Japan: the next global time bomb?

September 27, 2010, 11:00 AM UTC

A rapidly aging population and the government’s deepening financial struggles make Japan a potential powder keg for international investments.

By Darius Dale, analyst, Hedgeye

We try to avoid hyperbole as much as possible at Hedgeye, the research firm where I work as an analyst. But after researching Japanese demographics and pension obligations, we have to say that in our opinion, they present one of the most dangerous potential risks to global investing over the next 10-20 years.

For background, let’s explain Japan’s demographic headwinds, which often get bandied about without much supporting data. For starters, with 22.7% of its population above the age of 65 (as of 2009), Japan has the world’s oldest population. That figure will continue to grow; Japanese government projections raise the ratio to 29.2% by 2020 and 39.6% by 2050.

Currently, the ratio of retirees to working-age Japanese is 35.5%. In just 10 years time, retirees will make up 48%. In a society notorious for luxurious pension packages, going from a 3-to-1 to almost a 2-to-1 ratio in contributors-to-retirees in a matter of just a decade is frightening to say the least. And it doesn’t get any better: By 2050, the ratio of retirees to working-age population will reach 76.4%, according to projections from Japan’s Ministry of Health, Labour and Welfare.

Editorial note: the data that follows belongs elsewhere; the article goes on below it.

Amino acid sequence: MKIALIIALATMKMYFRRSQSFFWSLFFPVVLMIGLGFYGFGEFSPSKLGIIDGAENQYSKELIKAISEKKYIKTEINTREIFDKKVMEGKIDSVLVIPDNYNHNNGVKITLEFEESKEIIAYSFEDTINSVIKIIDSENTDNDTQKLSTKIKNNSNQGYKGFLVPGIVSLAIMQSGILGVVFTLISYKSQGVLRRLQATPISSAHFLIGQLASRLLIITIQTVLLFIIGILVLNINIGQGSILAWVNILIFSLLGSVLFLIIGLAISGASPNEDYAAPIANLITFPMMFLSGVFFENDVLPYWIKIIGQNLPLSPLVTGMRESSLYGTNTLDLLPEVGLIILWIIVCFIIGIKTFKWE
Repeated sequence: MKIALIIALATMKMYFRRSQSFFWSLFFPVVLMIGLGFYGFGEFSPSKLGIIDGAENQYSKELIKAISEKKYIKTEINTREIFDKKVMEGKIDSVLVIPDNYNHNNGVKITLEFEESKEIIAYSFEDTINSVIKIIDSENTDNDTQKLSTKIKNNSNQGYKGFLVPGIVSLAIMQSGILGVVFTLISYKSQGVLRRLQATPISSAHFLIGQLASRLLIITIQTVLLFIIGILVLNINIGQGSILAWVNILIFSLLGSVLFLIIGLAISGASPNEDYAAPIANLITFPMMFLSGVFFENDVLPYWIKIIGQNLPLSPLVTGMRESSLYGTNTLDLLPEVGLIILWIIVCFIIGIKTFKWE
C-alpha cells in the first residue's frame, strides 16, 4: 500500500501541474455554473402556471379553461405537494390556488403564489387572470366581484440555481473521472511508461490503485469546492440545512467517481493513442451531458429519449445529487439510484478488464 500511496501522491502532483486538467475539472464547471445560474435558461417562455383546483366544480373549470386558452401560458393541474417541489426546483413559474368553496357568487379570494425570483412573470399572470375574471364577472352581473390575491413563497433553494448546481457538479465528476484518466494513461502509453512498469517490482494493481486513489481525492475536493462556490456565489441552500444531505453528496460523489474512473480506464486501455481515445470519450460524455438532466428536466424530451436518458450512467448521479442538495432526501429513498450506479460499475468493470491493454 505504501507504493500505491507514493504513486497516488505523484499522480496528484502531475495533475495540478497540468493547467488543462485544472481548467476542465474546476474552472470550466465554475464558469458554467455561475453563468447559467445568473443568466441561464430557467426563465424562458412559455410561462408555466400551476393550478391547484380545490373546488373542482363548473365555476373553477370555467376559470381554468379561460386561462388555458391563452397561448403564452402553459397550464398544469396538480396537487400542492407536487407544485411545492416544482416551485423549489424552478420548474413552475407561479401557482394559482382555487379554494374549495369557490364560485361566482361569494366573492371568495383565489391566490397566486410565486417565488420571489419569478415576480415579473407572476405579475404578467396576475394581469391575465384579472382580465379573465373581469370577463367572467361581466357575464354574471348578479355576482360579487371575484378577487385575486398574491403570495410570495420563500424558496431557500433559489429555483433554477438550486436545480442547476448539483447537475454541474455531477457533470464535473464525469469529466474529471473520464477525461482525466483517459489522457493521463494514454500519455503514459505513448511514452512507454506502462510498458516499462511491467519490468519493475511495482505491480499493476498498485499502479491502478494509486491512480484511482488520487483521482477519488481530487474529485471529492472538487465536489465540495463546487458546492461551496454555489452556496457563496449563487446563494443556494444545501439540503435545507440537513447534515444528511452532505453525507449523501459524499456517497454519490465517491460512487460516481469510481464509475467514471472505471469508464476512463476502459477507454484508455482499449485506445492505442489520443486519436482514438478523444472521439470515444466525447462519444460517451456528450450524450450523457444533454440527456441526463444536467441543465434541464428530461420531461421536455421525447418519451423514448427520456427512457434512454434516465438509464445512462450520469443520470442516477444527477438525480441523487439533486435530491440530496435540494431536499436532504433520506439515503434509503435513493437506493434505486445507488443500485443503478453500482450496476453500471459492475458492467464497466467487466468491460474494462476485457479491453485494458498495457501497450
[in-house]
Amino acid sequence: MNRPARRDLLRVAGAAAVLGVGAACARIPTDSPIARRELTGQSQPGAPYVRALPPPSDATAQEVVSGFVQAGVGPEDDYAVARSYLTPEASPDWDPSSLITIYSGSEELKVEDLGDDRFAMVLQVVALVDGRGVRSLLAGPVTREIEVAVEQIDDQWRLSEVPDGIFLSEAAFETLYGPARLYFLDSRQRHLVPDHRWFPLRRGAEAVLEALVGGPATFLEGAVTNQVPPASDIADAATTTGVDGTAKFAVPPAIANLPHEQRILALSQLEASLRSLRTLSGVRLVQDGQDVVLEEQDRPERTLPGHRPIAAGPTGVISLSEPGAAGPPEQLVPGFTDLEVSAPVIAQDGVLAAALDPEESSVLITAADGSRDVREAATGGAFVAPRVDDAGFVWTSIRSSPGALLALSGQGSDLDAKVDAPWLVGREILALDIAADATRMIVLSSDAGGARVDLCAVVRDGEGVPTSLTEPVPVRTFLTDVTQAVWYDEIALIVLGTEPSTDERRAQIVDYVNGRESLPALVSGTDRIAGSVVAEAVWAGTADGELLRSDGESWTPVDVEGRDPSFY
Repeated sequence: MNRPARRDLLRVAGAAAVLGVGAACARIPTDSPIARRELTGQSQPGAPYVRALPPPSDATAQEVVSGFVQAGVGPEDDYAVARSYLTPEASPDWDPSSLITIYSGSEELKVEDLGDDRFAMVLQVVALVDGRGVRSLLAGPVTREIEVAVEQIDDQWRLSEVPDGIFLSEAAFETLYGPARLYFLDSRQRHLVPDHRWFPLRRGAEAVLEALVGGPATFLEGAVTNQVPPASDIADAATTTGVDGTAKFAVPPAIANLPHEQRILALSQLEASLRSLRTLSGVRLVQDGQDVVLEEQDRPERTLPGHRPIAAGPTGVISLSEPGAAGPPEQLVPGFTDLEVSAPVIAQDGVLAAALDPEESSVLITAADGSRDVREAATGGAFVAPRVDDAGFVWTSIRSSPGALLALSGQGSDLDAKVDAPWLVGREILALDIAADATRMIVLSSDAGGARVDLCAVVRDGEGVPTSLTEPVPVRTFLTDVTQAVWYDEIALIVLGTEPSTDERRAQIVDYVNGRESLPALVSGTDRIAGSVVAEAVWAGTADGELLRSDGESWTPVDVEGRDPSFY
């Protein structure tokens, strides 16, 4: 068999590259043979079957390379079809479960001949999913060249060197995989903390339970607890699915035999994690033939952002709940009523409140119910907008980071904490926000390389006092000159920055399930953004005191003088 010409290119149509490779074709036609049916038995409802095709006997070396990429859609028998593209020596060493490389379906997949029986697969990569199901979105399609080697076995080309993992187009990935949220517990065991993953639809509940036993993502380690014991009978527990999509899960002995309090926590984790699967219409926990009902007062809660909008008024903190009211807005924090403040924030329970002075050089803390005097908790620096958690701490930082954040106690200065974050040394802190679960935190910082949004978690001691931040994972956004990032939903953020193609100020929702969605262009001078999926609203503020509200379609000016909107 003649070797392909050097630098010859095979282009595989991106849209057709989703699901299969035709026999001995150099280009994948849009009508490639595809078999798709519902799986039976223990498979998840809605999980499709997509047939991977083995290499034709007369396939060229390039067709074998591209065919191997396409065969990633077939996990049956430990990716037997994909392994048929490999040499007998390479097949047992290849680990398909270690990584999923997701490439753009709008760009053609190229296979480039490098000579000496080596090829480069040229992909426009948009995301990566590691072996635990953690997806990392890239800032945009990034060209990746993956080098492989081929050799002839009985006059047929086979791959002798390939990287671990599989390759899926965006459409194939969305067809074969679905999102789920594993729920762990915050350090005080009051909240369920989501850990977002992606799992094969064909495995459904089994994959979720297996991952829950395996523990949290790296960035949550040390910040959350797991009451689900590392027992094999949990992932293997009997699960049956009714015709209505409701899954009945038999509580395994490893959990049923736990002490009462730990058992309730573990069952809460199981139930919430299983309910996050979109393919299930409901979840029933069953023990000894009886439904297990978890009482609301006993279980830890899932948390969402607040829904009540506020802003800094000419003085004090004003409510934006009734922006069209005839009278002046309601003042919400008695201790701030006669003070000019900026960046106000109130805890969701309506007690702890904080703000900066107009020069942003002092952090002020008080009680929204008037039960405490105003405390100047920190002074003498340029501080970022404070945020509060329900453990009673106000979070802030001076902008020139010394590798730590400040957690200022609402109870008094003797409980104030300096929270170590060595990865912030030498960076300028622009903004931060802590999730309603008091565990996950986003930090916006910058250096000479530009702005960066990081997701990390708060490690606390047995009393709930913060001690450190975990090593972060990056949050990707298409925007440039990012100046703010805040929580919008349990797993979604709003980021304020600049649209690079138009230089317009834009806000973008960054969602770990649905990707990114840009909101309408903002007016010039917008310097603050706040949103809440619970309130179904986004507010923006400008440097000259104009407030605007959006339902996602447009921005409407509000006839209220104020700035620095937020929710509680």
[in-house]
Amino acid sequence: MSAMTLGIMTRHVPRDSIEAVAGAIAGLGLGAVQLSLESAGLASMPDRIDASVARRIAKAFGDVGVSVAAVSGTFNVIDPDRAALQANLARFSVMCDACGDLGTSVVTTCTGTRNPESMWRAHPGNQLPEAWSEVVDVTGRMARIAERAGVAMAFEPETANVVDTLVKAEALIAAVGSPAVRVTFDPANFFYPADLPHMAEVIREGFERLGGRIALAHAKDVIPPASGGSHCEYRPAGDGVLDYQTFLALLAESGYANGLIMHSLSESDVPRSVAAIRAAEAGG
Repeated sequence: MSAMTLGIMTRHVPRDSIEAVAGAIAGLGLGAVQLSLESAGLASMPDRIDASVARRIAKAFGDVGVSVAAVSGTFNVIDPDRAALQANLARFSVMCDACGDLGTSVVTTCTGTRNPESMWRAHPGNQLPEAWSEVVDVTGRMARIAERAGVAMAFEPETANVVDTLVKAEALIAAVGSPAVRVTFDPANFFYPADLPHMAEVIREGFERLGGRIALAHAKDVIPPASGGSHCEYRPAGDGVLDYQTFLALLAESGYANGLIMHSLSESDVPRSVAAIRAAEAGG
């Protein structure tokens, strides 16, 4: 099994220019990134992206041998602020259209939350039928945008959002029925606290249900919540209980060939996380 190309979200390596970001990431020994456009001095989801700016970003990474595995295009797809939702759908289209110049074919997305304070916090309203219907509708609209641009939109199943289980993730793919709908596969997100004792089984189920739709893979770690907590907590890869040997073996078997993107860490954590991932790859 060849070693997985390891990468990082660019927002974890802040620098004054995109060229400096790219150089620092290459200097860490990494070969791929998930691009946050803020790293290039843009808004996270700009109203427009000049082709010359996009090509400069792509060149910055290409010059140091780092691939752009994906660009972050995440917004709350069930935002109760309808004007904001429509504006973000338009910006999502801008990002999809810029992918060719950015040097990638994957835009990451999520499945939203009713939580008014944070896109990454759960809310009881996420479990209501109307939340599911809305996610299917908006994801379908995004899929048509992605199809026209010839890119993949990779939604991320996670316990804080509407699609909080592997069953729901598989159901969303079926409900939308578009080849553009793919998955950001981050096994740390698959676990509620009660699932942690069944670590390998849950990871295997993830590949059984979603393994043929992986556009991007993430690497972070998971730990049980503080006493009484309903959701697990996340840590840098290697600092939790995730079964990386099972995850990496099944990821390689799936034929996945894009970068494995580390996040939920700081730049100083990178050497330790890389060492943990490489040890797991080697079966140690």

The obvious conclusion here is that there will be more and more people in line for pension payouts and fewer and fewer people to fund them. The funding outlook looks even more bearish when one considers that 56% of Japanese workers rely on financial support from their parents or other sources to cover their living expenses (Japanese Labor Ministry). In other words, the people Japan is counting on most to fund ever-increasing pension liabilities are being supported by the very payouts they are supposed to be covering. This is not good.